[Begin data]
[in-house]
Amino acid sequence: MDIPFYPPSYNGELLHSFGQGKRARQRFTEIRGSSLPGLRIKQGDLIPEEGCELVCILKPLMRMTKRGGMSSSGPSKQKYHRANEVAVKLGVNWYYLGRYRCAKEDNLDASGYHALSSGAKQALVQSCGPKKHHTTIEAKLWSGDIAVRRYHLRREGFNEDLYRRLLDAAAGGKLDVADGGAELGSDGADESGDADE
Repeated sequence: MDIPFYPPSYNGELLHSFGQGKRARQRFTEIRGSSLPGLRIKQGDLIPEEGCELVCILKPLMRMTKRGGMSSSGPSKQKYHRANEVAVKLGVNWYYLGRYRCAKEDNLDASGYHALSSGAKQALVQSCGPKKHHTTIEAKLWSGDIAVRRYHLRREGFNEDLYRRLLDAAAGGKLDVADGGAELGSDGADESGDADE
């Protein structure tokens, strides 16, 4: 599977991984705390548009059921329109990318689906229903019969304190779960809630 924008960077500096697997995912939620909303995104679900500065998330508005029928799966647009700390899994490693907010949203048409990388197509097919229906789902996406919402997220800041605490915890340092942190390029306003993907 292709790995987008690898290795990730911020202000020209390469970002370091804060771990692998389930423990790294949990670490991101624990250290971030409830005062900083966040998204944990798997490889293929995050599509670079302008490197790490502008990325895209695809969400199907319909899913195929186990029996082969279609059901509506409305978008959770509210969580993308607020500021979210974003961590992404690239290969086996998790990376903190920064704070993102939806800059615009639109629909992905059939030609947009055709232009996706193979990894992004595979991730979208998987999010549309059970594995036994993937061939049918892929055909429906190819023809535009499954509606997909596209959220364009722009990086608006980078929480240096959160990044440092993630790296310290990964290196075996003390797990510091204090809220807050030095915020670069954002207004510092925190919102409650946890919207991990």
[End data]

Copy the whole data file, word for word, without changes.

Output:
[in-house]
Amino acid sequence: MDIPFYPPSYNGELLHSFGQGKRARQRFTEIRGSSLPGLRIKQGDLIPEEGCELVCILKPLMRMTKRGGMSSSGPSKQKYHRANEVAVKLGVNWYYLGRYRCAKEDNLDASGYHALSSGAKQALVQSCGPKKHHTTIEAKLWSGDIAVRRYHLRREGFNEDLYRRLLDAAAGGKLDVADGGAELGSDGADESGDADE
Repeated sequence: MDIPFYPPSYNGELLHSFGQGKRARQRFTEIRGSSLPGLRIKQGDLIPEEGCELVCILKPLMRMTKRGGMSSSGPSKQKYHRANEVAVKLGVNWYYLGRYRCAKEDNLDASGYHALSSGAKQALVQSCGPKKHHTTIEAKLWSGDIAVRRYHLRREGFNEDLYRRLLDAAAGGKLDVADGGAELGSDGADESGDADE
């Protein structure tokens, strides 16, 4: 599977991984705390548009059921329109990318689906229903019969304190779960809630 924008960077500096697997995912939620909303995104679900500065998330508005029928799966647009700390899994490693907010949203048409990388197509097919229906789902996406919402997220800041605490915890340092942190390029306003993907 292709790995987008690898290795990730911020202000020209390469970002370091804060771990692998389930423990790294949990670490991101624990250290971030409830005062900083966040998204944990798997490889293929995050599509670079302008490197790490502008990325895209695809969400199907319909899913195929186990029996082969279609059901509506409305978008959770509210969580993308607020500021979210974003961590992404690239290969086996998790990376903190920064704070993102939806800059615009639109629909992905059939030609947009055709232009996706193979990894992004595979991730979208998987999010549309059970594995036994993937061939049918892929055909429906190819023809535009499954509606997909596209959220364009722009990086608006980078929480240096959160990044440092993630790296310290990964290196075996003390797990510091204090809220807050030095915020670069954002207004510092925190919102409650946890919207991990």